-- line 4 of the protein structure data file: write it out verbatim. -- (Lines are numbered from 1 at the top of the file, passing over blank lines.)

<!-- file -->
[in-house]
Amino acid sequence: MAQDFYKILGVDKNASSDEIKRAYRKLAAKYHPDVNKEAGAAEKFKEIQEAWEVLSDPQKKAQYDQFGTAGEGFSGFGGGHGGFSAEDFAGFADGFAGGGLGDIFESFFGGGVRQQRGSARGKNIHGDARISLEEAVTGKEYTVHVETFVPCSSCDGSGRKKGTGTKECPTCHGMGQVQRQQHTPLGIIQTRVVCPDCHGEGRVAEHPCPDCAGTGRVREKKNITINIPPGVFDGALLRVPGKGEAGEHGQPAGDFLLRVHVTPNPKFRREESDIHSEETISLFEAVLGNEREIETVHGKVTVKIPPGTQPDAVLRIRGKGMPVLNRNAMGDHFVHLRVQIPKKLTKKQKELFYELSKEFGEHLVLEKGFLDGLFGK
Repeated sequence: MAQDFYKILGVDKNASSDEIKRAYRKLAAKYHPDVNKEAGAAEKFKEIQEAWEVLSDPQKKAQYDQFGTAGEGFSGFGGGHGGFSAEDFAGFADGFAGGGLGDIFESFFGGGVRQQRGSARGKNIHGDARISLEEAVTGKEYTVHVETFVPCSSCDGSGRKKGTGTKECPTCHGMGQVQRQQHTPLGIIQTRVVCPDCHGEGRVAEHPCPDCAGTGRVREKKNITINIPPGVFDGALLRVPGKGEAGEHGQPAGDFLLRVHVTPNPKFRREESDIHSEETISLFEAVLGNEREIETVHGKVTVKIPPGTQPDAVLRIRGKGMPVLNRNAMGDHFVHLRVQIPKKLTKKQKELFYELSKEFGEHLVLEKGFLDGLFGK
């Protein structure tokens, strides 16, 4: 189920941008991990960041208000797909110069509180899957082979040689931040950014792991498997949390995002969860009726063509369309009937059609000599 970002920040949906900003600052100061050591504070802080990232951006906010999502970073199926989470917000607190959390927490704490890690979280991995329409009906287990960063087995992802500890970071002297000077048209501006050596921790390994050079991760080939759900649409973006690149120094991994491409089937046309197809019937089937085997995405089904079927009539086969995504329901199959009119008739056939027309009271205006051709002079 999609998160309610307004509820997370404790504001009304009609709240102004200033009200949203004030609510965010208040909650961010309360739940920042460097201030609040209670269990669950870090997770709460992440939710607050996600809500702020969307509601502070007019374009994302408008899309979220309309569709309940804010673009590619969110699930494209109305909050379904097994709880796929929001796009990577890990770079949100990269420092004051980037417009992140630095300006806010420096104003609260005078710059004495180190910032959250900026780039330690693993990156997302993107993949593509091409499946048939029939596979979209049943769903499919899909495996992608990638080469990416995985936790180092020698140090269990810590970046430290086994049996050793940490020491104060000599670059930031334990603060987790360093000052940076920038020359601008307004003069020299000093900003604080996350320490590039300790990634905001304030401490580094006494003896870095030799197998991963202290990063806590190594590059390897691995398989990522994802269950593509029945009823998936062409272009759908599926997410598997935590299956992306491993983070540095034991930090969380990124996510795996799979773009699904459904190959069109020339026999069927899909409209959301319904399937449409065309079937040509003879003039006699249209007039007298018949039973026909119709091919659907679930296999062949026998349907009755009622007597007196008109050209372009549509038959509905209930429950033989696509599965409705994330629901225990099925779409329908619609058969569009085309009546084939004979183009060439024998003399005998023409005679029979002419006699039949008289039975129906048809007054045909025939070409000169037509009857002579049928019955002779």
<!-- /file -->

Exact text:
């Protein structure tokens, strides 16, 4: 189920941008991990960041208000797909110069509180899957082979040689931040950014792991498997949390995002969860009726063509369309009937059609000599 970002920040949906900003600052100061050591504070802080990232951006906010999502970073199926989470917000607190959390927490704490890690979280991995329409009906287990960063087995992802500890970071002297000077048209501006050596921790390994050079991760080939759900649409973006690149120094991994491409089937046309197809019937089937085997995405089904079927009539086969995504329901199959009119008739056939027309009271205006051709002079 999609998160309610307004509820997370404790504001009304009609709240102004200033009200949203004030609510965010208040909650961010309360739940920042460097201030609040209670269990669950870090997770709460992440939710607050996600809500702020969307509601502070007019374009994302408008899309979220309309569709309940804010673009590619969110699930494209109305909050379904097994709880796929929001796009990577890990770079949100990269420092004051980037417009992140630095300006806010420096104003609260005078710059004495180190910032959250900026780039330690693993990156997302993107993949593509091409499946048939029939596979979209049943769903499919899909495996992608990638080469990416995985936790180092020698140090269990810590970046430290086994049996050793940490020491104060000599670059930031334990603060987790360093000052940076920038020359601008307004003069020299000093900003604080996350320490590039300790990634905001304030401490580094006494003896870095030799197998991963202290990063806590190594590059390897691995398989990522994802269950593509029945009823998936062409272009759908599926997410598997935590299956992306491993983070540095034991930090969380990124996510795996799979773009699904459904190959069109020339026999069927899909409209959301319904399937449409065309079937040509003879003039006699249209007039007298018949039973026909119709091919659907679930296999062949026998349907009755009622007597007196008109050209372009549509038959509905209930429950033989696509599965409705994330629901225990099925779409329908619609058969569009085309009546084939004979183009060439024998003399005998023409005679029979002419006699039949008289039975129906048809007054045909025939070409000169037509009857002579049928019955002779």